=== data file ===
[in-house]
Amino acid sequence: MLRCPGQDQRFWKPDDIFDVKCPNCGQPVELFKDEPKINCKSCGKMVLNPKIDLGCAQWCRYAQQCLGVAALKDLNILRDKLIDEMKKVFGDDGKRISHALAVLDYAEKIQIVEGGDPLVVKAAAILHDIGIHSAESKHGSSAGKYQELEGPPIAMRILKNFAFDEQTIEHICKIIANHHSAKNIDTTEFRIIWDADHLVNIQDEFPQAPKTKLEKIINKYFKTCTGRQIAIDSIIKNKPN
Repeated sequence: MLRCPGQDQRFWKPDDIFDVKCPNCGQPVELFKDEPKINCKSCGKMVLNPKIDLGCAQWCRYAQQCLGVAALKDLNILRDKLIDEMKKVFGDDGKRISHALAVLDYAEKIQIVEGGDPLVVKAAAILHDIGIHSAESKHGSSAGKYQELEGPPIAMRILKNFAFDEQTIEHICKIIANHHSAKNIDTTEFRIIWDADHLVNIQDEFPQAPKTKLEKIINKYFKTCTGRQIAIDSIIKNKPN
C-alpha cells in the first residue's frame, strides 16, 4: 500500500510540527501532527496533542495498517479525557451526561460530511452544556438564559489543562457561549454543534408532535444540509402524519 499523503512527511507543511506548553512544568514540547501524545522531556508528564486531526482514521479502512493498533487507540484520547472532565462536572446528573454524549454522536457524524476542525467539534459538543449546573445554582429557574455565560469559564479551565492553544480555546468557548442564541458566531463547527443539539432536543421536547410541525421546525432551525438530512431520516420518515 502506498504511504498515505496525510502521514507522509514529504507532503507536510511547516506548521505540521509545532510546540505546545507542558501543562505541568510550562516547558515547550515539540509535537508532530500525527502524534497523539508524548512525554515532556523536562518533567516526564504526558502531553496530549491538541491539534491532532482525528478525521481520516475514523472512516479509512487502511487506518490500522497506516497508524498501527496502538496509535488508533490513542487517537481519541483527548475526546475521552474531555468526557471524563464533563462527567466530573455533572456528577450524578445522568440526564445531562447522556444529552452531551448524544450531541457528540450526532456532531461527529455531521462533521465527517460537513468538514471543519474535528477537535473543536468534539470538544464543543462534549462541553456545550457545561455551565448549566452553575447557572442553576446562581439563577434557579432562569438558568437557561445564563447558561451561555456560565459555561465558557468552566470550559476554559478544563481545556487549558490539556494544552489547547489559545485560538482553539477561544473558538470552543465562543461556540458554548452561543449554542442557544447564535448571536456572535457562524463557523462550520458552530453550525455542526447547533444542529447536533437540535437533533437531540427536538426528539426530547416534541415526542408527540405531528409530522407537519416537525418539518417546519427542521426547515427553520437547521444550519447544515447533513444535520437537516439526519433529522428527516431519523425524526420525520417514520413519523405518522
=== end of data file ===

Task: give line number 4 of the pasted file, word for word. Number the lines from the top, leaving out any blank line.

C-alpha cells in the first residue's frame, strides 16, 4: 500500500510540527501532527496533542495498517479525557451526561460530511452544556438564559489543562457561549454543534408532535444540509402524519 499523503512527511507543511506548553512544568514540547501524545522531556508528564486531526482514521479502512493498533487507540484520547472532565462536572446528573454524549454522536457524524476542525467539534459538543449546573445554582429557574455565560469559564479551565492553544480555546468557548442564541458566531463547527443539539432536543421536547410541525421546525432551525438530512431520516420518515 502506498504511504498515505496525510502521514507522509514529504507532503507536510511547516506548521505540521509545532510546540505546545507542558501543562505541568510550562516547558515547550515539540509535537508532530500525527502524534497523539508524548512525554515532556523536562518533567516526564504526558502531553496530549491538541491539534491532532482525528478525521481520516475514523472512516479509512487502511487506518490500522497506516497508524498501527496502538496509535488508533490513542487517537481519541483527548475526546475521552474531555468526557471524563464533563462527567466530573455533572456528577450524578445522568440526564445531562447522556444529552452531551448524544450531541457528540450526532456532531461527529455531521462533521465527517460537513468538514471543519474535528477537535473543536468534539470538544464543543462534549462541553456545550457545561455551565448549566452553575447557572442553576446562581439563577434557579432562569438558568437557561445564563447558561451561555456560565459555561465558557468552566470550559476554559478544563481545556487549558490539556494544552489547547489559545485560538482553539477561544473558538470552543465562543461556540458554548452561543449554542442557544447564535448571536456572535457562524463557523462550520458552530453550525455542526447547533444542529447536533437540535437533533437531540427536538426528539426530547416534541415526542408527540405531528409530522407537519416537525418539518417546519427542521426547515427553520437547521444550519447544515447533513444535520437537516439526519433529522428527516431519523425524526420525520417514520413519523405518522